Long COVID – should employers accept that it is a disability within the meaning of the Equality Act?
What is long COVID?
It is estimated that more than one million people in the UK are suffering with the prolonged side effects of COVID. In June 2021 Office for National Statistics figures suggested that 376,000 people in the UK had reported COVID symptoms for more than a year after infection. Although the majority of people infected with COVID-19 recover within 12 weeks, employers will undoubtedly be faced with how to manage this issue in the workplace.
Does long COVID come within the Equality Act 2010?
In short, many cases will amount to a disability.
Section 6 of the Equality Act 2010 provides that a person has a ‘disability’ if they have (i) a physical or mental impairment and (ii) which has a ‘substantial’ and ‘long-term’ adverse effect on the ability to carry out normal day-to-day activities.
There is currently no Employment Tribunal ruling as to whether long COVID satisfies this definition. However it is plain to see how long COVID symptoms could amount to a physical or mental impairment that impacts an individual’s ability to carry out ‘normal day-to-day activities’. For example, an employee suffering with fatigue, breathlessness and cognitive impairment may struggle to complete day-to-day activities such as concentrating or being active and mobile.
The employee will need to show that the adverse effect on their ability to carry out normal day to day activities is ‘substantial’ and ‘long term’. But these hurdles will often not be insurmountable.
Determining the ‘substantial’ effect of long COVID will be based on the individual circumstances of the individual case and the presenting symptoms, but the bar is not set high: ‘substantial’ just means ‘more than minor or trivial’, and given the well-reported effects of long COVID many employees will have little difficulty in establishing that they meet this test.
The ‘long term’ requirement is that the substantial adverse effect has lasted, or is ‘likely’ to last, for 12 months or more. It has been well more than a year since the pandemic began, so increasing numbers of employees will be able to provide evidence that long COVID has already affected them for this period of time, or that it is ‘likely’ to: ‘likely’ just means it ‘could well happen’. As we note above, the ONS has already reported that 376,000 people as of June had experienced symptoms of long COVID for over 12 months.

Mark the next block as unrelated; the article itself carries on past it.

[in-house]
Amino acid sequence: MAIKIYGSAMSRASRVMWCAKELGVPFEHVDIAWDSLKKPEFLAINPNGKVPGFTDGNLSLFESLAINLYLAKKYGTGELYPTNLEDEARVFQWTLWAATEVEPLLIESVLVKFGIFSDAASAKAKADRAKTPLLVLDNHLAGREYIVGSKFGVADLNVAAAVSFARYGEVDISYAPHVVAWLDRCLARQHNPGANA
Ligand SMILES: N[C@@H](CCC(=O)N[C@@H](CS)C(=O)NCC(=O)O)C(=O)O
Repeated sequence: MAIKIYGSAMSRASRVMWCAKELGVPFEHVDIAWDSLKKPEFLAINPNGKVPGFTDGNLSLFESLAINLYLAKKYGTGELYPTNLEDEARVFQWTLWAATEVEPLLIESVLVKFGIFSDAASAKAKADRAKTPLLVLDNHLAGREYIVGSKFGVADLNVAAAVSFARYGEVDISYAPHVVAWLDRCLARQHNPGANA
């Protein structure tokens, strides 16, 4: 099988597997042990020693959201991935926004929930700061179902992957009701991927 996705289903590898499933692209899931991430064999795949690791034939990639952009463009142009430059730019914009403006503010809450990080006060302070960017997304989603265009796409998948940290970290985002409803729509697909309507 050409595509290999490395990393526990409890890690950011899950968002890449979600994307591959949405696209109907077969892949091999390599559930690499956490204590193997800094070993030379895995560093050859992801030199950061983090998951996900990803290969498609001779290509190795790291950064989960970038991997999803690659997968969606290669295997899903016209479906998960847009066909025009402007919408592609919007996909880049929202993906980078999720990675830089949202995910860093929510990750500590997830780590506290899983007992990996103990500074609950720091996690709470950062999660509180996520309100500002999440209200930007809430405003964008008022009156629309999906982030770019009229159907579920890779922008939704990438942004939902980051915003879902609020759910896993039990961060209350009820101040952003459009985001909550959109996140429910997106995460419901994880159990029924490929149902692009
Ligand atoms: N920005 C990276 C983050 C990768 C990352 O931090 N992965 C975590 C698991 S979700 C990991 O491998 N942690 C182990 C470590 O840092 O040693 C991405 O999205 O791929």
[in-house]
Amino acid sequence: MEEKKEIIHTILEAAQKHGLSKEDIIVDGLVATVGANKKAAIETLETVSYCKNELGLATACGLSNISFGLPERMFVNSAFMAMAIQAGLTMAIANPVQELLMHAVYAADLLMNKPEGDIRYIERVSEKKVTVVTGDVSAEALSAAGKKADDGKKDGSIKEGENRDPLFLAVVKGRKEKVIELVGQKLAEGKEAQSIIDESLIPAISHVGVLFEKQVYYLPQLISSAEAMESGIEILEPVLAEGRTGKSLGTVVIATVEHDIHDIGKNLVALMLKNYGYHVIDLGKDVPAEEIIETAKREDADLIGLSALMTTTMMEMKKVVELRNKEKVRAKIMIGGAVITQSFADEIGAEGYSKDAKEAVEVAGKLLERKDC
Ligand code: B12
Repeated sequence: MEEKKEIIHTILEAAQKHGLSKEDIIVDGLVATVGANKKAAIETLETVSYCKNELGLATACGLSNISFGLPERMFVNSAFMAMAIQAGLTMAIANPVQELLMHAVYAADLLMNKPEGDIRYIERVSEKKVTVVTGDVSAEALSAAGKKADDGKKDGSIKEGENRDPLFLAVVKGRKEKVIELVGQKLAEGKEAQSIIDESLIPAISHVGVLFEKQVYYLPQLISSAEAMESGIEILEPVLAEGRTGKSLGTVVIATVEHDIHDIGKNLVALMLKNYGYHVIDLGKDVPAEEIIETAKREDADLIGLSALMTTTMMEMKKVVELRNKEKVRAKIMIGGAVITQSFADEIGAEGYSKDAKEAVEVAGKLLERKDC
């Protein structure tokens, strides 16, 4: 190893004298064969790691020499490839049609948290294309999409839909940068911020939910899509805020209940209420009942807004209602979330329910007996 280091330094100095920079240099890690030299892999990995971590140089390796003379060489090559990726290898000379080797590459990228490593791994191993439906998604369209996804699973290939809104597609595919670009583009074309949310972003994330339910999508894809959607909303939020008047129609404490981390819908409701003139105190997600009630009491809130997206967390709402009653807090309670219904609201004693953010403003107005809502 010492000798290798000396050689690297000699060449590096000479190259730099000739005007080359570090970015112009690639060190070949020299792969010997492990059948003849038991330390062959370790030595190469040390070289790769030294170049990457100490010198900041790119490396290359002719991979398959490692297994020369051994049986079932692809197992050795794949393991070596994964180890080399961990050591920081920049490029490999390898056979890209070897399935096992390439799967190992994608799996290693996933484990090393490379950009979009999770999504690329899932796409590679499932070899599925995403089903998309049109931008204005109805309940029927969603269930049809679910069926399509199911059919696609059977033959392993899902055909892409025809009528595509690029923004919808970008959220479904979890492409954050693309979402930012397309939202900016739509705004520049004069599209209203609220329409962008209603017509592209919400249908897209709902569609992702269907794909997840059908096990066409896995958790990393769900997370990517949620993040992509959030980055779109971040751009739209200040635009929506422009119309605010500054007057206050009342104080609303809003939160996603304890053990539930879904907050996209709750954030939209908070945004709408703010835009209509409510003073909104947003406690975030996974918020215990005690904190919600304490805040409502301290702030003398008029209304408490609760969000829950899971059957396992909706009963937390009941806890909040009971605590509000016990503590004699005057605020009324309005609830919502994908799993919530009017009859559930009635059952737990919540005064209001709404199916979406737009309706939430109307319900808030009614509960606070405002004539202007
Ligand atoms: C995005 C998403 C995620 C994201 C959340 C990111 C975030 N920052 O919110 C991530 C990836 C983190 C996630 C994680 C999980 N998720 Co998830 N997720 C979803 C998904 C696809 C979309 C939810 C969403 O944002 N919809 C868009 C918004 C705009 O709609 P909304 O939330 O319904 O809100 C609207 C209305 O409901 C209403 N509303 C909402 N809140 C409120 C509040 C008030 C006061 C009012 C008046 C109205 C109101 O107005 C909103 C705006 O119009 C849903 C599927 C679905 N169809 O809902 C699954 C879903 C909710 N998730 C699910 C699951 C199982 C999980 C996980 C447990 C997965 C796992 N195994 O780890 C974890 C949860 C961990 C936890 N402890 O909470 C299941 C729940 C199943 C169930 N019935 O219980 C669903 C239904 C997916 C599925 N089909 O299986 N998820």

Whether long COVID satisfies the disability test will be determined by Employment Tribunals looking at individual cases. However the Trades Union Congress has called for long COVID to be recognised as a disability so that individuals do not have to satisfy the Equality Act test such that long COVID is automatically recognised as a disability.
- Employees who satisfy the disability test with long COVID symptoms will be protected from disability discrimination.
- ACAS guidance says that “it is a good idea for the employer to focus on reasonable adjustments they can make rather than trying to work out if an employee’s condition is a disability”. It suggests therefore a pragmatic and cautious approach focusing more on workplace adjustments rather than arguing over whether the disability test has been satisfied.
- Possible adjustments in the workplace would be facilitating ongoing employment, a phased return to work, shorter hours, more frequent rest breaks and supporting an employee in general through the longer term consequences of the condition. Employers would be advised to keep in contact with the employee discussing their individual requirements and consider involving occupational health when considering adjustments. Additionally employers should be mindful when disciplining or dismissing employees in relation to long COVID symptoms, performance or sickness absence, that this could lead to discrimination and/or automatic unfair dismissal claims.
- We will be keeping a close eye on the TUC’s recommendations and if the TUC’s recommendations are implemented then employers will need to review their working practices to ensure that they are compliant and do not put employees with long COVID at a particular disadvantage.